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Sure. I want to start on the loan participation sold of around $50 million. It's a pretty sizable chunk. What's the normal level of participations that you guys typically sell? And what drove the decision to participate these loans out? And I guess it sounds like we could see additional participations in the rest of the year. Just kind of update us on your strategy there.

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David M. McGuire, Spirit of Texas Bancshares, Inc. - President & Director [5]

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Matt, this is David. When we closed the branch transaction with Simmons, there's a gap there that we needed to cover between the loans and deposits, and that was part of the reason behind that. And to make ourselves as liquid as possible going into the end of the quarter, not knowing really what difficulties lie ahead for us in concern with the coronavirus. But we don't anticipate any more at this point. We're in a good position right now. And with the PPP program in place, we're able to fund that with our own money on the front end and then we have the ability to go and -- go to the PPP loan fund and get borrowings there as needed.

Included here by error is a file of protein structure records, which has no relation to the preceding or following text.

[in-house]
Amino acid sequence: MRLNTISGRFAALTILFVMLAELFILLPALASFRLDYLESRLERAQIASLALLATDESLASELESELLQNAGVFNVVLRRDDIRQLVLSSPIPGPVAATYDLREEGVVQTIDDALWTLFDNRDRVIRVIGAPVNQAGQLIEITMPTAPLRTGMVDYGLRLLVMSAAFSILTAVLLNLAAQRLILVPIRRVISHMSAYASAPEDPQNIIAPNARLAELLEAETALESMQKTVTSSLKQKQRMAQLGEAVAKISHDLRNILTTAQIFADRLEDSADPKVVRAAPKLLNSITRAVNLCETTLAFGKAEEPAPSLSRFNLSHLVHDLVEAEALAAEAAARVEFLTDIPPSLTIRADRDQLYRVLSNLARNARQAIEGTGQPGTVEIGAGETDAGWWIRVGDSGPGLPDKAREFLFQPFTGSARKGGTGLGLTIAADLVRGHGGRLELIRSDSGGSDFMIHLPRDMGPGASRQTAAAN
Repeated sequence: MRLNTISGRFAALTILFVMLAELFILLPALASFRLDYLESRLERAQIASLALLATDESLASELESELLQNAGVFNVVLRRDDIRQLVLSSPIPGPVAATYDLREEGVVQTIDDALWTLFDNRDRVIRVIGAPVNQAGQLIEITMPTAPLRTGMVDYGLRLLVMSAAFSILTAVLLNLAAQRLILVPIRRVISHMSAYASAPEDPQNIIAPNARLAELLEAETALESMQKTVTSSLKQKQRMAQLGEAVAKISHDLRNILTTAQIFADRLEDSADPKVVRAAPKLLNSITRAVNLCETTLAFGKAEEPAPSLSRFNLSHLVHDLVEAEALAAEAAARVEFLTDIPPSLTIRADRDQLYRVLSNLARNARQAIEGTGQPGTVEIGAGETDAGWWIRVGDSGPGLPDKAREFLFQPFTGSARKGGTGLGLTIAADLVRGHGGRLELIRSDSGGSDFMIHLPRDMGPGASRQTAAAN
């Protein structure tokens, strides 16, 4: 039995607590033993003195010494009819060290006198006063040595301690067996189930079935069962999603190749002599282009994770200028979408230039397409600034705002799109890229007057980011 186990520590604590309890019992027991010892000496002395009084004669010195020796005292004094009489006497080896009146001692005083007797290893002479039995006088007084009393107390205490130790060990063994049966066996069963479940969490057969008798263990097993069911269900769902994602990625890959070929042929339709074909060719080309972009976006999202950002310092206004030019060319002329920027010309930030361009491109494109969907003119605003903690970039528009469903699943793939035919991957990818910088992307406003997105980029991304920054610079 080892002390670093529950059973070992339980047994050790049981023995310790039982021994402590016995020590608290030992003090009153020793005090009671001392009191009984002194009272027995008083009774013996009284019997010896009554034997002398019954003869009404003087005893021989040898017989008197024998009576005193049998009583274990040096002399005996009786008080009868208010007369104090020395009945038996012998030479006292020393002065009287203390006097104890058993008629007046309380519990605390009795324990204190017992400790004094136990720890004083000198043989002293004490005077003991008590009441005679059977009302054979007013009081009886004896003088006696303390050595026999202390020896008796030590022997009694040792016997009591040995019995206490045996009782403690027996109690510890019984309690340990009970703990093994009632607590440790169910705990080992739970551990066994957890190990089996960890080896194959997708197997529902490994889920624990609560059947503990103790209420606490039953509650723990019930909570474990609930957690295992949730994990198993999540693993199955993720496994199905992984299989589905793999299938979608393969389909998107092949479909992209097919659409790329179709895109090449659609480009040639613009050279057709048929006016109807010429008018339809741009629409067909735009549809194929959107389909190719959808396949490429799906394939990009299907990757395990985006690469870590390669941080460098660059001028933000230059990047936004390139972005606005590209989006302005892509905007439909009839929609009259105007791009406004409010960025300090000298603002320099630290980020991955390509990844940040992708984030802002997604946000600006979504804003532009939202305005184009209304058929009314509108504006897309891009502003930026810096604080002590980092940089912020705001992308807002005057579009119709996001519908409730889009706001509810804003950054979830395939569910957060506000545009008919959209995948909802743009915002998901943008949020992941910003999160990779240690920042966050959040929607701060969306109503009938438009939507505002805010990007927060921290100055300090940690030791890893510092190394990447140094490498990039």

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Dean O. Bass, Spirit of Texas Bancshares, Inc. - Chairman of the Board & CEO [6]

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And I might add one thing, David. We were tracking it, in the what, 98% to 99%, Allison, if I'm remembering that right? Loan-to-deposit ratio, 99%-plus, maybe 99.3%. And so what we were thinking is give a little more room there for us to build that back up. We have the capacity and ability for the latter part of the quarters this year. We felt comfortable not knowing exactly what might come at us. So we mellowed that, created a little more funding sources there. And I think we positioned ourselves very well back down in the 96% range. Is that correct, Allison?